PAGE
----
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Mary McGrory

Giving the Country the Business

By Mary McGrory
Thursday, August 15, 2002; Page A25

President Bush's economic forum summary was a convention speech without the balloons.

It was full of applause lines and it had a villain -- in this case a balky, spendthrift Congress. Bush offered a minimalist solution: Just hang in and trust the American people. It wasn't much of a prescription for an ailing market, sinking stock prices and a meltdown of public confidence in the lords of the boardrooms. CNN kept switching to another California kidnapping and memories of Elvis.

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Bush's choice of words signaled that he was not going to bend himself out of shape trying to describe a problem that might complicate things in the upcoming congressional elections. He called the past six months "kinda tough." His summation was a collection of other well-aired themes about tax cuts; he spoke with great feeling about hard-hats and how they would benefit from an extension of "terrorist protection" to developers who would put them to work. There was no wild talk about restitution of lost wages and pensions to the thousands put out of work -- or back to work -- by the avarice of bottom-liners who sold their stocks and their employees down the river.

The forum was much criticized for the exclusiveness of the guest list. The assembly was heavy with eagles of high finance in handmade suits and only a sprinkling of sparrows, a selection of working people who were relentlessly referred to as ordinary Americans.

The president's casual approach, and his flitting from session to session -- with fervent promises to read all the papers they produced -- added to the "in your face" quality of the gathering, which in any case was guaranteed by the presence of Vice President Dick Cheney.

Anyone else might have been a little self-conscious about co-presiding at a meeting that was partly prompted by the proliferating problem of CEOs who didn't exercise their options to be honest, and Cheney, ex-chief of Halliburton, has questions to answer about his stewardship, which left him a super-millionaire and his company in shreds.

The vice president, who is extremely intelligent but limited in his imagination, seemed unperturbed, as ever. His self-satisfaction is one of several qualities he shares with his nominal boss. The Securities and Exchange Commission is investigating the kind of accounting irregularities that have driven many captains of industry to the wall or at least to sell a house or two in Aspen.

Cheney would never be found guilty of the excesses of Dennis Kozlowski, the mogul with the $6,000 shower curtain. Conspicuous consumption is not Cheney's style -- although we can't know for sure, since we have little opportunity to observe him. Cheney is hooked on the quieter pleasures of pure, unadulterated power.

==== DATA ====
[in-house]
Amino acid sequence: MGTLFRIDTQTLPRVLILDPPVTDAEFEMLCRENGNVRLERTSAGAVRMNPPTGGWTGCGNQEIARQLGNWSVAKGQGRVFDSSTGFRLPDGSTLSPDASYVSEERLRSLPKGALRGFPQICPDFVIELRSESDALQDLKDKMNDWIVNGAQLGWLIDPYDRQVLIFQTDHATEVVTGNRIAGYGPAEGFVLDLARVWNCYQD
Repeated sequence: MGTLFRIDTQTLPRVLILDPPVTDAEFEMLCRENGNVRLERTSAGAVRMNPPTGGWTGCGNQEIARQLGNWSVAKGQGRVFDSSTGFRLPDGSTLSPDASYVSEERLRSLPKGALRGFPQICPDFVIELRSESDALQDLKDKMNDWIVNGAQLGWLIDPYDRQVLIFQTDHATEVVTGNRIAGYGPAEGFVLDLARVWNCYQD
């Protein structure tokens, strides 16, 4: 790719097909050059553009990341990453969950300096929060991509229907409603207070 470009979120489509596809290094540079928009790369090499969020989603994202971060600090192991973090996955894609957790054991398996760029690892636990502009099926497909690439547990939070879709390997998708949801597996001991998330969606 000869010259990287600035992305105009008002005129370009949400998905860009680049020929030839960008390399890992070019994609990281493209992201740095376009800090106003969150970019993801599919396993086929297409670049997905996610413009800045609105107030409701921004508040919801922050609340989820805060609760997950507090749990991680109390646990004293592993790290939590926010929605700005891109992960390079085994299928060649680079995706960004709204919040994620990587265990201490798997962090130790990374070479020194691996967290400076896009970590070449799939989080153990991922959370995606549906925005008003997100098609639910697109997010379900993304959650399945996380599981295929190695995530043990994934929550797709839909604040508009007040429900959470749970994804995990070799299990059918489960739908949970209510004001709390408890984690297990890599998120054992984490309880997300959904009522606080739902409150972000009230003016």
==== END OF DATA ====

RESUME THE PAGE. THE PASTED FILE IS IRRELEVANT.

The Bush-Cheney team provides a tableau of the co-presidency that Hillary Clinton dreamed of in 1992. The division of labor suits them perfectly. Bush does the personality, Cheney runs the country. Bush lifts weights; Cheney does the heavy lifting on policy, foreign and domestic.

Bush feels he deserves to be president as his father was before him. He loves "being the president," he told one interviewer.

Cheney has no need for "Ruffles and Flourishes." He determined Bush's energy policy, under circumstances that are the subject of a court case brought by individuals who think that Enron executives should not be deciding how we will heat or cool the nation.

When Bush felt he needed to bring the Middle East to heel, he dispatched Cheney to the area. The policy that evolved was a declaration of their common attraction to Ariel Sharon, a tough guy who gets things done -- a role model for Cheney.

More recently, when a band of Iraqi dissidents came to call on our government, it was Cheney who talked to them and assured them by videophone that they would have a democracy in Baghdad. The vice president is the chaplain of the cakewalk corps, that company of bellicose civilians who crave war with Saddam Hussein.

Cheney shares all of Bush's ideology, his vision of missile defense, war against Iraq, permanent welfare for the military-industrial complex and permanent tax cuts. He presents no competition whatever. His health and his age preclude ambition and intrigue. Cheney recently announced he would like to keep his job, exhibiting a self-confidence that perfectly matches his principal's.

There are, however, limits to his loyalty, it seems. While Bush was assiduously taking notes at Waco, Cheney didn't try very hard to suppress a yawn. He just doesn't enjoy vaudeville in the middle of the day. Who could take seriously a forum that produced an idea of having the robber barons band together and "self-police" their ranks? Bush was enthusiastic about it.


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